Some hard truths about Twitter's health crisis

Some hard truths about Twitter's health crisis
From TechCrunch - March 10, 2018

Its a testament to quite how control freaky and hermetically sealed to criticism the tech industry is that Twitters CEO Jack Dorsey went unscripted in front of his own brand livestreaming servicethis week, inviting users to lob awkward questions at him for the first time ever.

Its also a testament to how much trouble social media is in. As Ive written before, fake news is an existential crisis for platforms whose business model requires them to fence vast quantities of unverified content uploaded by, at best, poorly verified users.

No content, no dice, as it were. But things get a whole lot more complicated when you have to consider what the content actually is; who wrote it; whether its genuine or not; and what its messaging might be doing to your users, to othersand to society at large.

As a major MIT study looking at a decades worth of tweetsand also published this weekunderlines: Information does not spread equally.

More specifically, fact-checked information that has been rated true seems to be less sharable than fact-checked information that has been rated false. Or to put it more plainly: Novel/outrageous content is more viral.

This is entirely unsurprising. As Jonathan Swift put it all the way back in the 1700s: Falsehood flies, and the Truth comes limping after it. New research, old truth.

Whats also true is that as social medias major platforms have scaled, so too have the problems blasted through their megaphones zoomed into mainstream view.

Concerns have ballooned. Were now at a structural level, debating societal fundamentals like cohesion, civility, democracy. Even, you could argue, confronting humanity itself. Platform as a term has always had a dehumanizing ring. Perhaps thats their underlying truth too.

Dorsey says the health of conversations on his platform is now the companys number one prioritymore than a decade after he typed that vapid first tweet, just setting up my twttr, when he presumably had zero idea of all the horrible things humans would end up using his technology for.

But its also at least half a decade after warningsthat trolls and bots were running rampant on Twitters platform.

Turns out the future comes at you eventually. Even if you stubbornly refuse to listen as alarm after alarm are being sounded. Neversend to know forwhom the bell tolls; ittollsfor thee, wrote John Donne, meditating on society and the individual, back in 1624.

A #280 assessment of what a buzzcut, bearded and careworn Dorsey now says he sees as Twitters main problem and thus priority boils down to something like this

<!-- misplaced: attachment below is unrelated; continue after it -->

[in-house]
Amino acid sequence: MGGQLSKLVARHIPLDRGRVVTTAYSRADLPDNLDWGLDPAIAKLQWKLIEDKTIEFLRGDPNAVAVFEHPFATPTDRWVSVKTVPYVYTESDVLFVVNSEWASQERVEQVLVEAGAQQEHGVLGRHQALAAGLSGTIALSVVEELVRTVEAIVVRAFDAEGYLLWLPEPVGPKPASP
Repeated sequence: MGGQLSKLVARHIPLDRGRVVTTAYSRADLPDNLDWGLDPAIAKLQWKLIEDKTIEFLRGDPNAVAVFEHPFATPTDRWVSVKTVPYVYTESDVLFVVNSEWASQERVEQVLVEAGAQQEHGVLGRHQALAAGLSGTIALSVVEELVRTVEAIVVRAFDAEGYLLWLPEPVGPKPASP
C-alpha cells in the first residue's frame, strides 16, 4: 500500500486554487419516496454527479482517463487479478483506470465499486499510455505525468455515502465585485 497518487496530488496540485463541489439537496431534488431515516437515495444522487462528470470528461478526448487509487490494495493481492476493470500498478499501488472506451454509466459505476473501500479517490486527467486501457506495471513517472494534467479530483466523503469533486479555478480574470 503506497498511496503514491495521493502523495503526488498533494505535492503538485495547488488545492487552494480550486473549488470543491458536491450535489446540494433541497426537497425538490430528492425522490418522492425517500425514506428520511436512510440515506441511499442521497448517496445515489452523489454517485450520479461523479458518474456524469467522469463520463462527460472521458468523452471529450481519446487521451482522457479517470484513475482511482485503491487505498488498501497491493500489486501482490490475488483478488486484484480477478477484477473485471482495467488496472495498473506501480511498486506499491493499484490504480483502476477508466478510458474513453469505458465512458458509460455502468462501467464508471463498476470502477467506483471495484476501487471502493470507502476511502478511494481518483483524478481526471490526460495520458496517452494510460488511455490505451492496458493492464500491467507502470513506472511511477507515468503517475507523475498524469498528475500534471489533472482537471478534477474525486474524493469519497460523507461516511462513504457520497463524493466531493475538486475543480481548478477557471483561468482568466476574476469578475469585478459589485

We know our platform is being used negatively, people are hurting and public conversation is being damaged. But we dont know how to fix it because we dont understand how to measure the individual and societal impacts of our technology. We think more tech can help. Pls help us.

What Twitters crisis tells us is that tech companies are terrible listeners. Although those of us outside the engineering room knew that already.

Its hardly a surprise that techies suck at listening when they sit inside their hermetically sealed pods thinking its both their special gift and libertarian right to control levers that remotely affect other peoples lives while channelling the spice and dollars their way.

So it is a good sign, albeit horribly overdue, to see a nervous and contrite-seeming Dorsey stand in front of the firehose of user opinionfor 50 or so raw, unedited minutes.

Hopefully this performancewhich he said would be repeated regularly, from here on insignals an absolute conversion to reformation. A realization that social media platforms cant engineer around societal responsibility. That listening and understanding is absolutely their day job.

Head-in-the-sand-ism will catch up with you eventually. Just as playing fast and loose finally overtook Ubers founder and landed his company in all sorts of legal hot water.

So how did Dorsey and select members of his safety A-team do in their first awkward questions Periscope?

Fair to middling, is my assessment. Its clear they still dont really know how to fix the mess they are in. Hence Twittersoliciting proposals from the public. But admitting they dont know what to do and reaching out for help is a big and important step.

To put it colloquially, theyve realized thes**t theyre in. And thes**t thats at stake. Hashtag #changeforreal

Dorsey seemed visibly uncomfortable with the Periscope process, which again is testament to how closed a box and operating shop Twitter has been. He hasnt always been CEO but he is a founder so hes absolutely on the hook for that.

And Twitters bunker mentality has clearly compounded its problems in identifying and responding to content issues that first flared on its platform and then raged. Unpicking that wont be easy.

Indeed, he said several times that the changes he wants to happen wont happen overnight. That changing Twitter will require a lot of work.


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